A steady snow pelted our group of drivers as we departed Masseria San Domenico, a hotel built on the grounds of a 15th-century watchtower in Puglia, Italy. The coastal roads were covered in white, and the windshield wipers of our test cars were hissing at a fever pitch. Certainly, this was an inauspicious morning on which to savor the topless delights of the new Portofino convertible. But even the foul weather couldn’t dampen our excitement about driving the latest Ferrari. Its achievements in motorsport legendary, Ferrari is equally renowned as a maker of road cars that have, since the middle of the last century, wowed anyone who registers a pulse. Ferrari’s GT cars are especially the stuff of dreams, as evidenced by the current value of a 250 GT SWB, a Lusso, or a 275 GTB. More recent standouts include the 365 GTB/4 “Daytona” and the Maranello 550 and 575 models, as well as the oft-ignored 365/400/412 GT series and 456 GT—all prime examples of Ferrari’s confident understatement, supremely refined aesthetics, and fundamental V-12 goodness. Among all the glorious GTs from Ferrari’s past, the Daytona, according to designers, was the so-called spiritual advisor in the development of the Portofino.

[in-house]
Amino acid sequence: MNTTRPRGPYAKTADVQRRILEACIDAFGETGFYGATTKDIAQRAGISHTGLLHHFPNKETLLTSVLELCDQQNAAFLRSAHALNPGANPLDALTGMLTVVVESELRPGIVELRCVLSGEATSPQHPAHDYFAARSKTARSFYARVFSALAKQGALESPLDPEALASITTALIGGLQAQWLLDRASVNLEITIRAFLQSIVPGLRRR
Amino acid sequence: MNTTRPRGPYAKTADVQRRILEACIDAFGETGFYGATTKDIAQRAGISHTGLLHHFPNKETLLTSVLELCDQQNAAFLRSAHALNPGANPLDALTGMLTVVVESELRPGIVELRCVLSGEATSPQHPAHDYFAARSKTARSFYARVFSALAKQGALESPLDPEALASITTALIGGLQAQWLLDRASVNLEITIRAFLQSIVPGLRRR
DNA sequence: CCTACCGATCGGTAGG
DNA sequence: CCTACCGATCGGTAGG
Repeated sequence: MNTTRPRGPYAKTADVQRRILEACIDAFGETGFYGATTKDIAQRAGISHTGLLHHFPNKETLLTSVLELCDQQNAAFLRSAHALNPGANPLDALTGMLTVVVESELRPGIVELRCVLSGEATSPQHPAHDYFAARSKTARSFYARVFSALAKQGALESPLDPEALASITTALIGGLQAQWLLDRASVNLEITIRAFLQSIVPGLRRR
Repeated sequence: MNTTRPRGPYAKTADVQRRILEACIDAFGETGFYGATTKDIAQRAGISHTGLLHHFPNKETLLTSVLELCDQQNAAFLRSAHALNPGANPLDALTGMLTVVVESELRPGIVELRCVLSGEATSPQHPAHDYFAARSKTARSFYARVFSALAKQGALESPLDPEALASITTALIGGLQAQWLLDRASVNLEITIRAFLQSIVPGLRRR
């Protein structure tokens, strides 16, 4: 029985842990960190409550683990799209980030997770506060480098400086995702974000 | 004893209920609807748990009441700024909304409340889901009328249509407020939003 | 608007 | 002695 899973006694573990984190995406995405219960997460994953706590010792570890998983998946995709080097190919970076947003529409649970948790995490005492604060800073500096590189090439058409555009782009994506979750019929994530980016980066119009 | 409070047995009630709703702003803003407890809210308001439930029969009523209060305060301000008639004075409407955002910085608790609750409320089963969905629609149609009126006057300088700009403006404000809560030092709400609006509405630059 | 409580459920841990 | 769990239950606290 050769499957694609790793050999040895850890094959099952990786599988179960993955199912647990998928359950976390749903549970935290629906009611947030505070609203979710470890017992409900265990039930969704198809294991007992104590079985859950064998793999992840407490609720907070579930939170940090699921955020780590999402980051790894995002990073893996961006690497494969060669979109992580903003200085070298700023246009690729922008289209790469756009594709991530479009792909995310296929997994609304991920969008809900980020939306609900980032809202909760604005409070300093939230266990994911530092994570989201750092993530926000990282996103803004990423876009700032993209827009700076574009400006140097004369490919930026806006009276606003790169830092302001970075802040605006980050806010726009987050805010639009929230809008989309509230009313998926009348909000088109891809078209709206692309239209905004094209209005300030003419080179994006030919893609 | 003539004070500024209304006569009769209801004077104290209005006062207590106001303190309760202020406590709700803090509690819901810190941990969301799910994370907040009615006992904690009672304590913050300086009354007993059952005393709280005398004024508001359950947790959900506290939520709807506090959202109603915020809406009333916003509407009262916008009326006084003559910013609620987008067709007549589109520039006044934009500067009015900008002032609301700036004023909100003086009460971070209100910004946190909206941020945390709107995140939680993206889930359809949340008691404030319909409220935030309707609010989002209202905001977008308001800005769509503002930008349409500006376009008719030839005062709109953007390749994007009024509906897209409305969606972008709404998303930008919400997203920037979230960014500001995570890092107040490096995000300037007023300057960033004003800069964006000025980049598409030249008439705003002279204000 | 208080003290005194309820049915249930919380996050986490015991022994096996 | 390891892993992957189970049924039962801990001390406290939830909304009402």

Named after the seaside village on the Italian Riviera—where it will no doubt be a perfect complement to the stylish scene—the Portofino (starting at $210,783) is the natural successor to the California T. And while superficially similar, they are in fact markedly different automobiles. What they have in common is their basic job description: Each is a convertible powered by a front-mid-mounted, twin-turbocharged V-8 engine that drives the rear wheels. From there, the engineering team took the proven concept of the California T—the best-selling Ferrari ever—and made it better from every angle.